Jean Toomer, Cane
Virginia Woolf, To the Lighthouse, “Mr. Bennett and Mrs. Brown,” “Poetry, Fiction, and the Future,” “The Leaning Tower”
Andrei Zhdanov et al., Problems of Soviet Literature: Reports and Speeches at the First Soviet Writers’ Congress.
(This reading list is subject to revision)

Course Method of Evaluation and Course Requirements
Annotated Bibliography (10%)
Seminar Presentation and Position Paper (25%)
Research Essay Proposal (5%)
Research Essay (40%)
Participation (20%)

Term: F-Term Summer (MAY & JUNE 2021)
Time/Date: Mondays and Wednesdays / 11:00 am to 1:00 pm (Start date May 3; last date June 14. Class cancelled on Victoria Day, May 24.)
Location: Delivery TBA (NB: the summer 2021 graduate courses will be ONLINE DELIVERY (SYNCHRONOUS), via teleconferencing. Link to be sent to students directly by the instructor

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ENG5042HF
Justice and Form in Contemporary Canadian Ecopoetry
T. Aguila-Way

Course Description:
This course will focus on Canadian ecopoetry, beginning with selections of twentieth-century poetry that is not consciously “environmental” but nevertheless evokes various forms of ecological interrelatedness. We will then consider contemporary works that self-consciously investigate the role of poetry in responding to current environmental issues. We will read this body of work in light of ongoing critical debates surrounding ecopoetry’s relationship to the adjacent, but distinct field known as “ecopoetics.” While “Ecopoetry” can be used to designate any poetry that deals with environmental concerns, it often refers specifically to poetry that engages with politicized forms of environmentalism. Meanwhile, “ecopoetics” refers to a theory of poetry that investigates how poems might enact the dynamism of ecological systems on the written page; “ecopoetics” thus invokes a formal experimentalism that can seeminaccessible and therefore incompatible with grass roots environmentalism. We will explore the tensions between “ecopoetry” and “ecopoetics” by considering the diversity of approaches that Canadian ecopoetry encompasses, from the activist “poethics” of Rita Wong and Stephen Collis, to the formal experimentalism of Erin Mouré, Lisa Robertson, and Phil Hall, to the scientifically inspired poetics of Don McKay and Adam Dickinson.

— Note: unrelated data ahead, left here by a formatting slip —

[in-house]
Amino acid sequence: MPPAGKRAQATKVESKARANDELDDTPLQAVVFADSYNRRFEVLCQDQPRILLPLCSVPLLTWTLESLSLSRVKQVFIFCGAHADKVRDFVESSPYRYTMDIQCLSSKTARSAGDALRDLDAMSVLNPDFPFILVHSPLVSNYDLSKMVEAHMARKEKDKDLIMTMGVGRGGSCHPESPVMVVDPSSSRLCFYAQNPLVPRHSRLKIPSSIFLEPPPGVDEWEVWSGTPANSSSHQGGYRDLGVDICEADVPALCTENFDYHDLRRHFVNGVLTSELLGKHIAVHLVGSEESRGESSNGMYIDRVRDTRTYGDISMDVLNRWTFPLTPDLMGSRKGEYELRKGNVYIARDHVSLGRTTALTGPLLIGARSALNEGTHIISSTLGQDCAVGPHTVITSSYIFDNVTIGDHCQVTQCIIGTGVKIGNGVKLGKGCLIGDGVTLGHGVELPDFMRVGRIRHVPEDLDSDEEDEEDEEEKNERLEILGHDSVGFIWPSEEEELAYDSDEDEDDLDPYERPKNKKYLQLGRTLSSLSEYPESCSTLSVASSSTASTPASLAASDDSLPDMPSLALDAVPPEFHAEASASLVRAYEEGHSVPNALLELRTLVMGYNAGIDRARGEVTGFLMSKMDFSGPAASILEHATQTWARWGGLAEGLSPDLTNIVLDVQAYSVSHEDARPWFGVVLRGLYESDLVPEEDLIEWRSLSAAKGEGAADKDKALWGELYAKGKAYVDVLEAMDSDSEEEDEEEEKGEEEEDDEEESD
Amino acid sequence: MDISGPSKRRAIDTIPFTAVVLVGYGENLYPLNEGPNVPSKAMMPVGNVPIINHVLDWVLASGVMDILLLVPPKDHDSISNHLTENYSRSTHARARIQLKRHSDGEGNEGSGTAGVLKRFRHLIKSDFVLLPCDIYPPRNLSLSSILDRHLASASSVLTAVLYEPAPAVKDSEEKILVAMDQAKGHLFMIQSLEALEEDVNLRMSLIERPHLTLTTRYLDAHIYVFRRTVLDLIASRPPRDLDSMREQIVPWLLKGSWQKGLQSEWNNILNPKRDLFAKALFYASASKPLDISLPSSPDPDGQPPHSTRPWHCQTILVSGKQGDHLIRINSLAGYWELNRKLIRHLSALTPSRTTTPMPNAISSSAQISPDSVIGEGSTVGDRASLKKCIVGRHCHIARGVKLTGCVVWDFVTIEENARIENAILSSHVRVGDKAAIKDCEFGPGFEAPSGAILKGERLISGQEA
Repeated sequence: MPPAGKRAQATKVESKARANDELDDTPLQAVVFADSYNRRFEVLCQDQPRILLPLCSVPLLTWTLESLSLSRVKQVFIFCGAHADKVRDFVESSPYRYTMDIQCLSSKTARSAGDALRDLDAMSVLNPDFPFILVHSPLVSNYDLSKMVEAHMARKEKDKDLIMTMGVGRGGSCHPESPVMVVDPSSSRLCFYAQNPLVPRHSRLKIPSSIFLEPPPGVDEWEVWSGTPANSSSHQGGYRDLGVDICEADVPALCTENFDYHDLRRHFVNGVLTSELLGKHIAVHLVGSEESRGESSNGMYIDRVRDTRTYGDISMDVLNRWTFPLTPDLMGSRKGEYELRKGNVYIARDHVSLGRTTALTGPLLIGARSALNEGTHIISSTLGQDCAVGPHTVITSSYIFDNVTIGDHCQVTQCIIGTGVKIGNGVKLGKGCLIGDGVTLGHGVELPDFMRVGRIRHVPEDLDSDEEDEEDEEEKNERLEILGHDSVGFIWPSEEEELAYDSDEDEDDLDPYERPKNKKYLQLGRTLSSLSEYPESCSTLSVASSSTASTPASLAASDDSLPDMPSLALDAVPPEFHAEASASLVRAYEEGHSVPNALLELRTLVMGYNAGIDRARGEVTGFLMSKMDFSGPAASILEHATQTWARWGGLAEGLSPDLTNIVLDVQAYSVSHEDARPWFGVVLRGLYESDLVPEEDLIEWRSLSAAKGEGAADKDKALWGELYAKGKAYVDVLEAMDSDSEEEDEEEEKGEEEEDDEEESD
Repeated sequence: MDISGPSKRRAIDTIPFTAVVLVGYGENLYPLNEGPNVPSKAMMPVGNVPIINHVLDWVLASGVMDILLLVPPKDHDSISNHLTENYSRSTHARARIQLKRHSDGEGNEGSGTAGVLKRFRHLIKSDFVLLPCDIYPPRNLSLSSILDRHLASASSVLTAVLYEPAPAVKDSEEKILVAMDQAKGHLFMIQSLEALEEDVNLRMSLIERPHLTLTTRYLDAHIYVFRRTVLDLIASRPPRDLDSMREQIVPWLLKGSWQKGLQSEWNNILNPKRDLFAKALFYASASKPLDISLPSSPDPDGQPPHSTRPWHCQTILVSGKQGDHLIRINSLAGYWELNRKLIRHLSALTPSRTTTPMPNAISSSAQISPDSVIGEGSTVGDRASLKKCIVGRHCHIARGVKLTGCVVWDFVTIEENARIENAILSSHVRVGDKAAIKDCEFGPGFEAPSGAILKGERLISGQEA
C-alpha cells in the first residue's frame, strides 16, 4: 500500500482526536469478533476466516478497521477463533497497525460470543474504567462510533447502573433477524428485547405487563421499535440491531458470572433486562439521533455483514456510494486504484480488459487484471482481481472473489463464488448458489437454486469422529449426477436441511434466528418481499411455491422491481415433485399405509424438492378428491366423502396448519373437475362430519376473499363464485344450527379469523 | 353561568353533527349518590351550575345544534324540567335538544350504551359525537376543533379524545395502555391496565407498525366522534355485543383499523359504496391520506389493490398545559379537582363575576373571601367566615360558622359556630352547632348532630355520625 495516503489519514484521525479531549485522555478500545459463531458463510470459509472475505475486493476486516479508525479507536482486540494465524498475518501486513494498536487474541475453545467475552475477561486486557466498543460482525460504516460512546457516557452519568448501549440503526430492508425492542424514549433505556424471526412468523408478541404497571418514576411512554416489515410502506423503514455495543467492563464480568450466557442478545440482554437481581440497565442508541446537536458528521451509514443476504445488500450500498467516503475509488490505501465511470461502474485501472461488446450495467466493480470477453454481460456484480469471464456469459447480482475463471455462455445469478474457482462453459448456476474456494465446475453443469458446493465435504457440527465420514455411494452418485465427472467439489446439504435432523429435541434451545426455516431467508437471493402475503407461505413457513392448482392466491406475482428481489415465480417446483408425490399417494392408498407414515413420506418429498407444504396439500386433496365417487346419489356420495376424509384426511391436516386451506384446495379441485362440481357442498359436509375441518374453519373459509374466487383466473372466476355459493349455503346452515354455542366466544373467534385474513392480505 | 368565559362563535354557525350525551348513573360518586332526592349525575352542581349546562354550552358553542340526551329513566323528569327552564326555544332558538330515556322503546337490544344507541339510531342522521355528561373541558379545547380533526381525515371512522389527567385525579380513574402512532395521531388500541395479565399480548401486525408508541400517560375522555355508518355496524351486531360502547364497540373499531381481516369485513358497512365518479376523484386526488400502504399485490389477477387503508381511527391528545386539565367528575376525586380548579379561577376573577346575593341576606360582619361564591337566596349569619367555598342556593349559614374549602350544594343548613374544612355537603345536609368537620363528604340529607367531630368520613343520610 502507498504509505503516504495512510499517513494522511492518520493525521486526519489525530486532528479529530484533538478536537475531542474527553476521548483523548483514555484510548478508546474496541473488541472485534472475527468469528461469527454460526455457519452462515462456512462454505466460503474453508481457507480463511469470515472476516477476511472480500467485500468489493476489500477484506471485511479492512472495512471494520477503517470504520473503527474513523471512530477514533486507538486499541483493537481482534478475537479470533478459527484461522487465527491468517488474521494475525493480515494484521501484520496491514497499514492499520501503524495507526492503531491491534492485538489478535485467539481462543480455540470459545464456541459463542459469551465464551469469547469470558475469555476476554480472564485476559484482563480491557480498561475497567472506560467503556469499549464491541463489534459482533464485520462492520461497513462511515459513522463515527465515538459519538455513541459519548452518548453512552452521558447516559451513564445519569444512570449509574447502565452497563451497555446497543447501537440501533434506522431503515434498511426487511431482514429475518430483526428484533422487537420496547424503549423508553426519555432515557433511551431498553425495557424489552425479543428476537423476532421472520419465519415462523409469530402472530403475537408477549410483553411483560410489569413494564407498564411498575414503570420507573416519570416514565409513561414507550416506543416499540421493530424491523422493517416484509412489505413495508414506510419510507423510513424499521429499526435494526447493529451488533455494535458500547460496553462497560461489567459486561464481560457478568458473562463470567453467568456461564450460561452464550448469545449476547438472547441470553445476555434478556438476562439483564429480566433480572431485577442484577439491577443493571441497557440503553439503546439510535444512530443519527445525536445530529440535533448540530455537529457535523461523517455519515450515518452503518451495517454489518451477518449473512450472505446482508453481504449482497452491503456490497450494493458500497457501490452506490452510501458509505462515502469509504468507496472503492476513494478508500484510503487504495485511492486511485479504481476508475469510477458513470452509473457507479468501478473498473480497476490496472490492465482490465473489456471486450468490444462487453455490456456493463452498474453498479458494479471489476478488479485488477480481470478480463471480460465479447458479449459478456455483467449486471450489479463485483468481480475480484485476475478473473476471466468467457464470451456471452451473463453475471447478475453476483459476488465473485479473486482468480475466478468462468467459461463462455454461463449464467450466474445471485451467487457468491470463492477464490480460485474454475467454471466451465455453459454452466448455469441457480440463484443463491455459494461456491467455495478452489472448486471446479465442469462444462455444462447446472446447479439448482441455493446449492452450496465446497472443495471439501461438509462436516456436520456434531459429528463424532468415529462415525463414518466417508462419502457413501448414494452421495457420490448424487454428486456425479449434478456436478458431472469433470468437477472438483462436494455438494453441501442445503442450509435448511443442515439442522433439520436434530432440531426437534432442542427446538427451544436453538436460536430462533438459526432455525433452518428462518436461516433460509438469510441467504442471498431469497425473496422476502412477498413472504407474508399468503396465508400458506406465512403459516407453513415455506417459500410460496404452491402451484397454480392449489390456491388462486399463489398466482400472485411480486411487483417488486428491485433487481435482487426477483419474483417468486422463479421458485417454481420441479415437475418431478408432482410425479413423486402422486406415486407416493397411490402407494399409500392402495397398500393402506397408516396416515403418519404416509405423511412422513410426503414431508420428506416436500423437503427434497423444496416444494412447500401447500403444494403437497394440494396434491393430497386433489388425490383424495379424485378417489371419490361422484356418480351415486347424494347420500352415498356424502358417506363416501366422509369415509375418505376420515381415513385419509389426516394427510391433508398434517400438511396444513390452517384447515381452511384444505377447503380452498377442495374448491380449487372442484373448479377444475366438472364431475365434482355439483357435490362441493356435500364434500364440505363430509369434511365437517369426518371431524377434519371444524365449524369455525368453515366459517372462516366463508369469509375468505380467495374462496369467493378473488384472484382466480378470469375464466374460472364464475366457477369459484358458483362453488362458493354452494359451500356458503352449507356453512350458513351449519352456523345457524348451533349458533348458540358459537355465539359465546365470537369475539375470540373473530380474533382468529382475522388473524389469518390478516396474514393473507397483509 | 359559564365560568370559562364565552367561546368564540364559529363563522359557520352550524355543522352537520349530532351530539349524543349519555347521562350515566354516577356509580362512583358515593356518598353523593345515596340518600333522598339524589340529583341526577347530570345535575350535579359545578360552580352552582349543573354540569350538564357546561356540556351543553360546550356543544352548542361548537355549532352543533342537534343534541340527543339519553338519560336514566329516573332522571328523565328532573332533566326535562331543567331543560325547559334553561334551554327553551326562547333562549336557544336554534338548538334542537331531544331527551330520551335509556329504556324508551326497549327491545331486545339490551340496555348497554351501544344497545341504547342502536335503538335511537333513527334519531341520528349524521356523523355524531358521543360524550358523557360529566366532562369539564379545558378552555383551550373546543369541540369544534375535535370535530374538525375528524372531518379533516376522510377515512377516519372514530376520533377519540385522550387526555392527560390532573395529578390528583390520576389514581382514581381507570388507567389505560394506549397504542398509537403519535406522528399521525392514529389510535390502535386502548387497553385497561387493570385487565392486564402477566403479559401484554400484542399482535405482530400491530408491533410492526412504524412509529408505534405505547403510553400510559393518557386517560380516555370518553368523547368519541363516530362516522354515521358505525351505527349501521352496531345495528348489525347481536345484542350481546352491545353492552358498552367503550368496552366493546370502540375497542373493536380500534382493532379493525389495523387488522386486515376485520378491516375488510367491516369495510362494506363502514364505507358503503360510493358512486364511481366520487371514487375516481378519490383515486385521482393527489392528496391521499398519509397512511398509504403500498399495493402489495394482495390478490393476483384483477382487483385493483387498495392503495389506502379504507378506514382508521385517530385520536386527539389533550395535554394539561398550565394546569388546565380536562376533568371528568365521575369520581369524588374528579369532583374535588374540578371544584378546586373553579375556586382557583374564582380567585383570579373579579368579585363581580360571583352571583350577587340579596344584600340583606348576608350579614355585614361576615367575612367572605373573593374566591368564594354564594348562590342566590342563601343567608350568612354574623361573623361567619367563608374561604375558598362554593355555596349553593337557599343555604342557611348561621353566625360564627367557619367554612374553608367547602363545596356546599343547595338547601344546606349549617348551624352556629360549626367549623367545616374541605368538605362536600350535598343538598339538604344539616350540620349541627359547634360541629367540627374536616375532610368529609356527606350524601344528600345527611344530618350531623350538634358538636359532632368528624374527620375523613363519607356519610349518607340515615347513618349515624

Course Reading List:
Daphne Marlatt, Steveston; Dennis Lee, Civil Elegies; Di Brandt, Now You Care; Erin Moure, Sheep’s Vigil by a Fervent Person; Phil Hall, Killdeer; Don MacKay, Strike/Slip; Adam Dickinson, The Polymers; Lisa Robertson, XEclogue; Rita Wong, Undercurrent; Carey Toane, The Crystal Palace; Stephen Collis, Once in Blockadia; Stephen Collis and Jordan Scott, Decomp; A. Rawlings and Chris Turnbull, The Great Canadian; Brenda Ijima (ed), eco language reader *Texts are subject to change based on availability. *Plus a selection of critical essays and chapters by Charles Olson, Jonathan Bate, Laura-Gray Street and Ann Fisher-Wirth, J. Scott Bryson, Evelyn Reilly, Heather Milne, Rita Wong, Adam Dickinson, Don McKay, Lyn Keller, and Pauline Butling.

Course Method of Evaluation and Course Requirements:
Class Preparation and Participation 10%; Seminar Presentation & Report 20%; Conference Abstract 5%; Conference Presentation 20%; Research paper 45%.

Term: F-Term Summer (MAY & JUNE 2021)
Time/Date: Tuesdays and Thursdays / 11:00 am to 1:00 pm (Start date May 4; last date June 10.)
Location: Delivery TBA (NB: the summer 2021 graduate courses will be ONLINE DELIVERY (SYNCHRONOUS), via teleconferencing. Link to be sent to students directly by the instructor)